Next train sign at SeaTac/Airport Station
Next train sign at SeaTac/Airport Station

Sound Transit finally began using the variable message signs (VMS) at SeaTac/Airport Station to tell passengers which train is next to depart for Downtown Seattle. The message, “THIS TRAIN TO SEATTLE”, is put up on the signs next to the train to depart. The other set of signs continue to say “Welcome to SeaTac Airport”. There was one case when they were wrong. Signs were pointing to a train going out of service and returning to the yard. Another train arrived shortly and when the out-of-service train left the station the signs switched to the correct train. That suggests the signs are operated automatically though I do not know for sure.

This is a good development in informing passengers and hopefully leads to some kind of next train countdown display, which we all are hoping for without any indication it’s going to happen. Past solutions that Sound Transit used include sandwich board signs and manually switched lighted signs at Tukwila International Boulevard Station before Airport Link opened.

47 Replies to “This Train to Seattle”

  1. the only problem is that people won’t see this when they arrive up the escalators …

  2. I like it, thanks Oran. Did ST do this in response to comments from this blog?

    1. We asked Bruce Gray shortly after our post on the sandwich boards, and his response was that they were already working on trying to get the VMS boards up for that function.

  3. sigh…rapidride gets nice signs and link is still trying to get its act together…sheesh

      1. Which is better, useful signs at a limited number of stops (that account for the largest portion of boardings, I believe), or useless signs at 100 percent of stops?

  4. I haven’t ridden Link in a few months — is there also a departure countdown? They have that in Portland for end-of-the-line trains and I find it to be really useful.

      1. That brings up another question about “northbound/southbound train arriving” messages. I hear the “train arriving in 2 minutes” message at most stations, but sometimes I hear the “train arriving in 1 minute” message and I could swear I used to hear a “train arriving in 4 minutes” message as well. Do we know what is standard and does the train operator or someone in the control center activate these messages?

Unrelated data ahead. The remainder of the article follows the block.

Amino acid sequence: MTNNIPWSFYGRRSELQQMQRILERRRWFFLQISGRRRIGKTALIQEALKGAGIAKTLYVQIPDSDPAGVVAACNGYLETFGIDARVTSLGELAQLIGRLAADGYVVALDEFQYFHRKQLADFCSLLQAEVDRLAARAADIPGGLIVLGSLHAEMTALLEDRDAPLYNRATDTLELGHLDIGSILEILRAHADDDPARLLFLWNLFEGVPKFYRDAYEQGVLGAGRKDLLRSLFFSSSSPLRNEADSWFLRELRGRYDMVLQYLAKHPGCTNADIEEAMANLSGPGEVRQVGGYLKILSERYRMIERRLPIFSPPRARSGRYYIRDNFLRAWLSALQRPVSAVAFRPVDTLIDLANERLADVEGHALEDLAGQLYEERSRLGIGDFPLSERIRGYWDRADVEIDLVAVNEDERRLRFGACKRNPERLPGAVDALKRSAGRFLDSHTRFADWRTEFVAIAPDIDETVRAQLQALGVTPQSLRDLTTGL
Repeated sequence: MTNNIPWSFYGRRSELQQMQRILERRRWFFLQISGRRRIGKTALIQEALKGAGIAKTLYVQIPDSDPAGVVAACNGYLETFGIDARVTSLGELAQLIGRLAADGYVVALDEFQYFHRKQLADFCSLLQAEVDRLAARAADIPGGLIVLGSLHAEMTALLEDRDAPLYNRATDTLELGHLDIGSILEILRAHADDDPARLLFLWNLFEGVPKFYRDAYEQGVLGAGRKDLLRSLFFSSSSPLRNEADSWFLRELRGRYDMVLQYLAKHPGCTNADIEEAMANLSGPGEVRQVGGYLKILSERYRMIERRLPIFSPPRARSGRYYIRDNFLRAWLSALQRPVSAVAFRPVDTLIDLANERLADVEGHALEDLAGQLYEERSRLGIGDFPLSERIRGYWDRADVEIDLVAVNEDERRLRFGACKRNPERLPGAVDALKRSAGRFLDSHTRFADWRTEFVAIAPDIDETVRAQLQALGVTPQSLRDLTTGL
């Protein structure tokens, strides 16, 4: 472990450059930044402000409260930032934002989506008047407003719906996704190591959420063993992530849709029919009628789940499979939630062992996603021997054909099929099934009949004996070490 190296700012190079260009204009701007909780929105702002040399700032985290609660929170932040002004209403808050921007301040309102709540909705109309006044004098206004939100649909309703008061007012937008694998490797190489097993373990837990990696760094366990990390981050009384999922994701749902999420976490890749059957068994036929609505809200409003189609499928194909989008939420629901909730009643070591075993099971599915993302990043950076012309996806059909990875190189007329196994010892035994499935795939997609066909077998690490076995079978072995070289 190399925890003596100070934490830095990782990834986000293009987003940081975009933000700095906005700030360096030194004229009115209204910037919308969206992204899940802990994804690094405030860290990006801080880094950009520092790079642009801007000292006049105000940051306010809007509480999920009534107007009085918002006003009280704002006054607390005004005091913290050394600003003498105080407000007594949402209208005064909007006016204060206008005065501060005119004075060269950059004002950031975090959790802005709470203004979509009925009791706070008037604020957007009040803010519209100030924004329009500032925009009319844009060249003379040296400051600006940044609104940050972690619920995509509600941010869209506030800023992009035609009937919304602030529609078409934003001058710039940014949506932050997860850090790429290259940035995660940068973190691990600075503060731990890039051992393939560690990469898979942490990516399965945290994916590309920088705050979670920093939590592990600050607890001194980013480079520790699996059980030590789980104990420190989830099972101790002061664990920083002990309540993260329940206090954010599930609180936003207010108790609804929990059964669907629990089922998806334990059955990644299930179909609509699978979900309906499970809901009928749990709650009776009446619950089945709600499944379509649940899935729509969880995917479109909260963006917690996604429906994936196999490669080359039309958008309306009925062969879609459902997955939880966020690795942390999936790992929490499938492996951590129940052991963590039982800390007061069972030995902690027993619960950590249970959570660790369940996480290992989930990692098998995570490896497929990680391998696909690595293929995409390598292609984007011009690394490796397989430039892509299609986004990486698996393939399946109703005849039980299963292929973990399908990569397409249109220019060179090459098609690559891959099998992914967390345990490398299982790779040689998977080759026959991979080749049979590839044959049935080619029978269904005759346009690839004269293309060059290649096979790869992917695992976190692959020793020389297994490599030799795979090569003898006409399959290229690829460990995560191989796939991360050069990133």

2. An alternating countdown clock on the VMS would be fine, but I certainly wouldn’t want ST to add more PA announcments. The ones they have already are too much.

        Hopefully ST works this out and continues to improve the VMS.

      3. It would also be nice if they corrected the audio on the trains too so that they could be more concise…I don’t need to be told I’m arriving at a “station” every time, I think that can be taken for granted. The VMS boards at king street can also only display one departure at a time, instead electing to display the train number (who cares!?) instead of freeing up the space to put two times to two destinations.

  5. This has got to be embarrassing for ST to now just implement this feature over a year after the Link was implemented. I know that the SEATAC station wasn’t operational at the initial opening, but this is a system that could have been worked on and implemented when the SEATAC station opened.

    Let us forget about all of the other existing transit agencies around the world that not only have this notification of which side a train will be departing from, but also arrival time information.

    Why do we insist on always reinventing the wheel!??!

    1. Well, you see Seattle is different it has to with our soils/geography/rain/neighborhood councils/funding mechanisms/Mariners/Tim Enyman

      1. Part of the problem has to do with the large percentage of the line that is in tunnels. Some of the more standard off-the-shelve train tracking systems that other systems use just don’t function very well in tunnels, but I’m sure there are ways around this.